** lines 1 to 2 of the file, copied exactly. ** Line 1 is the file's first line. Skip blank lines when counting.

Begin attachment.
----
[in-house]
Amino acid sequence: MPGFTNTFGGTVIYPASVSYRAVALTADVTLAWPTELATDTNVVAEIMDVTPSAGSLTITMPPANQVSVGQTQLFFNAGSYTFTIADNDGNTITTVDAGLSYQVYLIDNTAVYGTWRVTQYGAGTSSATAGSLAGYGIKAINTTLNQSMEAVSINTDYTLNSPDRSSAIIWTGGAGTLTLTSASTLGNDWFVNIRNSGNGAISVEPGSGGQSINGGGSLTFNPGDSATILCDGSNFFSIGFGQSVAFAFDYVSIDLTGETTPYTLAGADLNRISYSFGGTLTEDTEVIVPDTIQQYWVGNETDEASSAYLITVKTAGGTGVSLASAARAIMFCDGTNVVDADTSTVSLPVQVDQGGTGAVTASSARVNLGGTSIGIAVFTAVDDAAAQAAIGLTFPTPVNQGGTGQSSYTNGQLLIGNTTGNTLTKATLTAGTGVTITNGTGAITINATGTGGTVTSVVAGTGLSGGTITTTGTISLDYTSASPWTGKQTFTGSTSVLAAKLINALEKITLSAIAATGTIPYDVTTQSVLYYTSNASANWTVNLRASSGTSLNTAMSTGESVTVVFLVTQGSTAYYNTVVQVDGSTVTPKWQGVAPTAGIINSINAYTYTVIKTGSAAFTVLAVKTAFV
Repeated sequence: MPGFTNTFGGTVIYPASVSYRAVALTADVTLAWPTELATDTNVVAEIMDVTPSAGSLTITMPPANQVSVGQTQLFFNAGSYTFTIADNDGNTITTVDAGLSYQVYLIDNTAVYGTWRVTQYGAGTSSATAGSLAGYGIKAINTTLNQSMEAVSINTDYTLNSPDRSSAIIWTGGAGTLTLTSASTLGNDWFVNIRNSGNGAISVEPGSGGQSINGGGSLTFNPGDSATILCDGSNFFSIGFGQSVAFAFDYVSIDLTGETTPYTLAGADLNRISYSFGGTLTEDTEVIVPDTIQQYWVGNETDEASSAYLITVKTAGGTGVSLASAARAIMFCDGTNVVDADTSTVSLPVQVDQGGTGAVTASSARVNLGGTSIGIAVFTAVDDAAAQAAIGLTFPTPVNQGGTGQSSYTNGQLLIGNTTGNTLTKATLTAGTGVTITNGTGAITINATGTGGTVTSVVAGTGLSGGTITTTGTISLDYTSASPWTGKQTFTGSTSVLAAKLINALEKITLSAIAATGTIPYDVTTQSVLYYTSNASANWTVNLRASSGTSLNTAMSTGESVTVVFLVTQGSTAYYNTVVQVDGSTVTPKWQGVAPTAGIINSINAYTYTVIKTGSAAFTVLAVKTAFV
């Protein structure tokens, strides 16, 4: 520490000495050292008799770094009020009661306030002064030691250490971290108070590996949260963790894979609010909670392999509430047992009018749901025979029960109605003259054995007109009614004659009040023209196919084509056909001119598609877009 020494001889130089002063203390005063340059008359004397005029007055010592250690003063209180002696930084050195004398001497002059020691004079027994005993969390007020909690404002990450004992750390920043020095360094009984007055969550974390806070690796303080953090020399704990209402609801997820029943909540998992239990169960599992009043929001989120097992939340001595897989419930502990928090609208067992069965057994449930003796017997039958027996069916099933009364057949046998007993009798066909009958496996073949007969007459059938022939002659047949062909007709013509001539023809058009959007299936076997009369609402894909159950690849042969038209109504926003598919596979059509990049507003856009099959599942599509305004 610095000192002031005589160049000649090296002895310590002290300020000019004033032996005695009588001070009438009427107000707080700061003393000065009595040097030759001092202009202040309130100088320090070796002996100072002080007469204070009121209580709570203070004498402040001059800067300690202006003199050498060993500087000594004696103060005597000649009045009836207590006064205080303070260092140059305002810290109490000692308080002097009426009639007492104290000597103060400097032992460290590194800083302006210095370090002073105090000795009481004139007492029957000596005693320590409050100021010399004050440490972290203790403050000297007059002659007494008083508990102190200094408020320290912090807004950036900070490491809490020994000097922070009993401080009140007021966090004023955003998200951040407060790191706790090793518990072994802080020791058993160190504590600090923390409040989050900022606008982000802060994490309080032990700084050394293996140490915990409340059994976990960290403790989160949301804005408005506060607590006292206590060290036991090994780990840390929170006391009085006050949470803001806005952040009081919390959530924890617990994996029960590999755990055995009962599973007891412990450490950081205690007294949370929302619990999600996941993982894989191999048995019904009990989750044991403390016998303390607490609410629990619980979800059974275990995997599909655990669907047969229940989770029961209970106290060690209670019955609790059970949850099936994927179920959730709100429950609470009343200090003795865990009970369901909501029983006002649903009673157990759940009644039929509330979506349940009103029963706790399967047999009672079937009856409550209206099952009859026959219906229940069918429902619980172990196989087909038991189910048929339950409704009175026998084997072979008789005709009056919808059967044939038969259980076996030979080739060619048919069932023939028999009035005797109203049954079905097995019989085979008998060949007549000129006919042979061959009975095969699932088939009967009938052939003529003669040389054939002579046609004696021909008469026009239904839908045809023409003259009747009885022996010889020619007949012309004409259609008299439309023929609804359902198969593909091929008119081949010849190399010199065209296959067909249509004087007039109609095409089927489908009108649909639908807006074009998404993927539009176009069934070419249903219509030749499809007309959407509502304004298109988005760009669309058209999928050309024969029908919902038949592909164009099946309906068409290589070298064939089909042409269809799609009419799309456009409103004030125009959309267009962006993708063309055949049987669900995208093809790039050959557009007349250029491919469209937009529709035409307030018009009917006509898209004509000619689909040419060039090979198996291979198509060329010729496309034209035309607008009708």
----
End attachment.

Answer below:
[in-house]
Amino acid sequence: MPGFTNTFGGTVIYPASVSYRAVALTADVTLAWPTELATDTNVVAEIMDVTPSAGSLTITMPPANQVSVGQTQLFFNAGSYTFTIADNDGNTITTVDAGLSYQVYLIDNTAVYGTWRVTQYGAGTSSATAGSLAGYGIKAINTTLNQSMEAVSINTDYTLNSPDRSSAIIWTGGAGTLTLTSASTLGNDWFVNIRNSGNGAISVEPGSGGQSINGGGSLTFNPGDSATILCDGSNFFSIGFGQSVAFAFDYVSIDLTGETTPYTLAGADLNRISYSFGGTLTEDTEVIVPDTIQQYWVGNETDEASSAYLITVKTAGGTGVSLASAARAIMFCDGTNVVDADTSTVSLPVQVDQGGTGAVTASSARVNLGGTSIGIAVFTAVDDAAAQAAIGLTFPTPVNQGGTGQSSYTNGQLLIGNTTGNTLTKATLTAGTGVTITNGTGAITINATGTGGTVTSVVAGTGLSGGTITTTGTISLDYTSASPWTGKQTFTGSTSVLAAKLINALEKITLSAIAATGTIPYDVTTQSVLYYTSNASANWTVNLRASSGTSLNTAMSTGESVTVVFLVTQGSTAYYNTVVQVDGSTVTPKWQGVAPTAGIINSINAYTYTVIKTGSAAFTVLAVKTAFV